The retail sector, a key sector for the country, has been hit by several problems in recent years.
Many large and small retailers are struggling with low sales, poor margins, high inflation and even cash shortage.
These problems have caused a sharp drop in the industry’s share of the country’s GDP, and have also resulted in a slowdown in the country as a whole.
The country has witnessed a sharp slowdown in both the retail sector and its economic output over the last five years.
The slowdown in growth in retail has been partly attributed to the high costs of running retail, particularly in the big cities.
In the latest edition of the Consumer Expenditure Survey, which was conducted in the first half of this year, retail expenditure per capita (CPAP) was at Rs 8,927.
By contrast, the retail expenditure of the population stood at Rs 15,935.
In contrast, consumer debt stood at over Rs 20,000 crore, according to the Centre for Monitoring India’s (CMIs) 2015 Annual Survey of Consumer Finances.
The CMIs data shows that, while the retail market is witnessing the largest slowdown in economic output in the past five years, the sector’s share in the GDP declined by 0.3 percentage points to 3.2% from 6.2%, while the share of retail and food as a percentage of GDP declined from 11.5% to 9.6%.
While there has been a slowdown at the retail and retail services level, the economy as a group has witnessed an increase in growth over the past four years.
Inflation in the last four years has risen by 3.5 percentage points, and the rate of inflation has increased from 3.6% in the year 2000 to 4.4% in 2017.
The economy has been experiencing an expansionary phase.
However, it has not been a robust expansionary one.
The Indian economy grew by 6.1% in 2016-17, but growth is expected to be revised to 6.4%-6.7% in 2019-20, according the government.
The slowdown in retail sector has caused a decline in the purchasing power of the consumer.
This is due to the large number of low-income consumers, the increasing gap between the top 1% and the bottom 99% in purchasing power, as well as the growing gap between urban and rural households.
The rise in inflation, coupled with the rising gap between top and bottom quintiles, has also adversely affected the purchasing-power of the average consumer.
In the retail-led economy, a major concern is the rise in credit card debt in the economy.
Credit card debt has risen from Rs 1.38 lakh crore in 2009 to Rs 3.58 lakh crore at the end of 2016.
According to a report released by the National Consumer Federation of India (NCFI), credit card debts are growing at a faster rate than nominal GDP in India.
The NCFI believes that by 2020-21, the credit card penetration rate is expected be around 20%.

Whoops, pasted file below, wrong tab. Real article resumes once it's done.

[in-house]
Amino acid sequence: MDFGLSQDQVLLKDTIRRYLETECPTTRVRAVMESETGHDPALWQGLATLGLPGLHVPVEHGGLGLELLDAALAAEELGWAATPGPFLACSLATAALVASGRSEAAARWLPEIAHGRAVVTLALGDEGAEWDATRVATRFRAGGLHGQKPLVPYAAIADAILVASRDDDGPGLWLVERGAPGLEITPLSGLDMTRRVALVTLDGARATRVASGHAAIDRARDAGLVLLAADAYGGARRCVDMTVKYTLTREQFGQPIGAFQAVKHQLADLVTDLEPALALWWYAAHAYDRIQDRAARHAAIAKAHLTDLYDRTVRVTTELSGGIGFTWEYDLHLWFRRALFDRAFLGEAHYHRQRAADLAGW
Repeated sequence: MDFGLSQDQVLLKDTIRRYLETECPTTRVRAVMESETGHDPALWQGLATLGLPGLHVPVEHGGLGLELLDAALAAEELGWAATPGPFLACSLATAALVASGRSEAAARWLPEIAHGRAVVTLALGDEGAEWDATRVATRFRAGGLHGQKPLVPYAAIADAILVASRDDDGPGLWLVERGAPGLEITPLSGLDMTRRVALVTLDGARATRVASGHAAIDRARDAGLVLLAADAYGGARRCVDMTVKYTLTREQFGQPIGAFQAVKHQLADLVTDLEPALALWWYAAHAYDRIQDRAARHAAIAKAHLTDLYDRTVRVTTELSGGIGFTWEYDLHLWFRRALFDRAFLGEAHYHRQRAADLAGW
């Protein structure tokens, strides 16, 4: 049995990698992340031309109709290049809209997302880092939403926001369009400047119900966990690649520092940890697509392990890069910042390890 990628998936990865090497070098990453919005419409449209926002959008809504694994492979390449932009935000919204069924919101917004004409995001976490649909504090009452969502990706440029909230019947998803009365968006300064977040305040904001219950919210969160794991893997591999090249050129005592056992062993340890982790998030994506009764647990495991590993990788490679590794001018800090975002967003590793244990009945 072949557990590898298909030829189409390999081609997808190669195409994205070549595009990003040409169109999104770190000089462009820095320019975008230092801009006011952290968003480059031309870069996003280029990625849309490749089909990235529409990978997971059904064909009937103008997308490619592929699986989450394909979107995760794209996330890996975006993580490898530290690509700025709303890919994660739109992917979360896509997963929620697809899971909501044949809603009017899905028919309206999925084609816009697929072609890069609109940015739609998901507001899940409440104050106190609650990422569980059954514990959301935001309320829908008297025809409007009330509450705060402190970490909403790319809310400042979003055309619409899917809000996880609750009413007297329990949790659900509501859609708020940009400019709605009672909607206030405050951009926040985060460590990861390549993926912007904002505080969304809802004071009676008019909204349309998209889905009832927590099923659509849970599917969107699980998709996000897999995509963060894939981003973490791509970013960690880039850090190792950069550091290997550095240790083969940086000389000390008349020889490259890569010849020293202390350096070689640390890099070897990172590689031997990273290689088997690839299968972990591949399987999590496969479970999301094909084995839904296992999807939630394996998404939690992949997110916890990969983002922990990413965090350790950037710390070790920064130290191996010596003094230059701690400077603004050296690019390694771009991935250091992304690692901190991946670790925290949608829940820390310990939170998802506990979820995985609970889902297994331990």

The rise in debt is likely to adversely affect the consumer’s purchasing power and the financial security of the economy in the long run.
According the National Consumers Union (NCU), the growth in credit cards, especially credit card overdrafts, is a major cause of the slowdown in consumer spending.
The NCU believes that this is because credit cards are used to purchase goods and services that are not actually available in the market.
The NCU also believes that the rise of credit card borrowing is primarily due to a growing interest rate of 5%, which has contributed to the increase in credit-card debt.
This rate is very high and is likely not sustainable, the NCU said.
According for the NCU, the rise will likely affect the financial stability of the nation and the economy for decades to come.
The NCAI believes that retail sector is facing several problems.
According its data, the proportion of consumers with debt is declining.
According a survey conducted by NCAIs, only 10% of consumers are debt-burdened.
The retail market, which is the key component of the Indian economy, has witnessed the largest decrease in credit and debit cards usage in the recent past.
The decline in consumer debt has resulted in the rise (or fall) in credit debt and debit debt.
The growing gap in purchasing powers between the rich and poor is also an issue.
According, the NCI, the increase of credit-cards debt is a result of the fact that many of the customers are poor, low-class consumers, which means they are unable to access credit.
In addition, consumers are being hit by low interest rates and the fact they are not able to pay off their debts.
The retail sector as a sector is also facing the challenge of expanding its product range.
The sector’s growth has been in line with that of other major goods sectors such as agriculture and transport.
However the sector is now facing the challenges of expanding to other sectors such a services and consumer